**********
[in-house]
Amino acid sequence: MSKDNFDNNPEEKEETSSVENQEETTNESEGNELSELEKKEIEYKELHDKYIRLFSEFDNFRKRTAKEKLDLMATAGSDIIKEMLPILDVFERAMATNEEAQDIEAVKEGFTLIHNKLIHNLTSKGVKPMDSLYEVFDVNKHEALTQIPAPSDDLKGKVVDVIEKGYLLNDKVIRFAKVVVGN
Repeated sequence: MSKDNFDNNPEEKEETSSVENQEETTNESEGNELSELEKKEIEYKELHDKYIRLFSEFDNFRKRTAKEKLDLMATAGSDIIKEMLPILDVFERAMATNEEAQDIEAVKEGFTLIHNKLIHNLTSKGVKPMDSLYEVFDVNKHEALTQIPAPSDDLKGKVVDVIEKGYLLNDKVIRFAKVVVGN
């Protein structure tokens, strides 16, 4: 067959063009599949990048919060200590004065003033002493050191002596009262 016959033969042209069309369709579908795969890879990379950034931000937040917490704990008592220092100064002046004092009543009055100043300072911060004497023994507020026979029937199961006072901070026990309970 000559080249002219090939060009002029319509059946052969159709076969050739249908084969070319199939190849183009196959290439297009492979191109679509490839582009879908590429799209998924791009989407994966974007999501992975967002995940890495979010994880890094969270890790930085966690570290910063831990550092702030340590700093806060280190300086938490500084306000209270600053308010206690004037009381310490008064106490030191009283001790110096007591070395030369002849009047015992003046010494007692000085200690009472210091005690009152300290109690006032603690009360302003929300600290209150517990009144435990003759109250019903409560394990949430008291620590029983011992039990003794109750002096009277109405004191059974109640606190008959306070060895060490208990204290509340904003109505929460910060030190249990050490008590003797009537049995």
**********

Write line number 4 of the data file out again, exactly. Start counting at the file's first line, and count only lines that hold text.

């Protein structure tokens, strides 16, 4: 067959063009599949990048919060200590004065003033002493050191002596009262 016959033969042209069309369709579908795969890879990379950034931000937040917490704990008592220092100064002046004092009543009055100043300072911060004497023994507020026979029937199961006072901070026990309970 000559080249002219090939060009002029319509059946052969159709076969050739249908084969070319199939190849183009196959290439297009492979191109679509490839582009879908590429799209998924791009989407994966974007999501992975967002995940890495979010994880890094969270890790930085966690570290910063831990550092702030340590700093806060280190300086938490500084306000209270600053308010206690004037009381310490008064106490030191009283001790110096007591070395030369002849009047015992003046010494007692000085200690009472210091005690009152300290109690006032603690009360302003929300600290209150517990009144435990003759109250019903409560394990949430008291620590029983011992039990003794109750002096009277109405004191059974109640606190008959306070060895060490208990204290509340904003109505929460910060030190249990050490008590003797009537049995």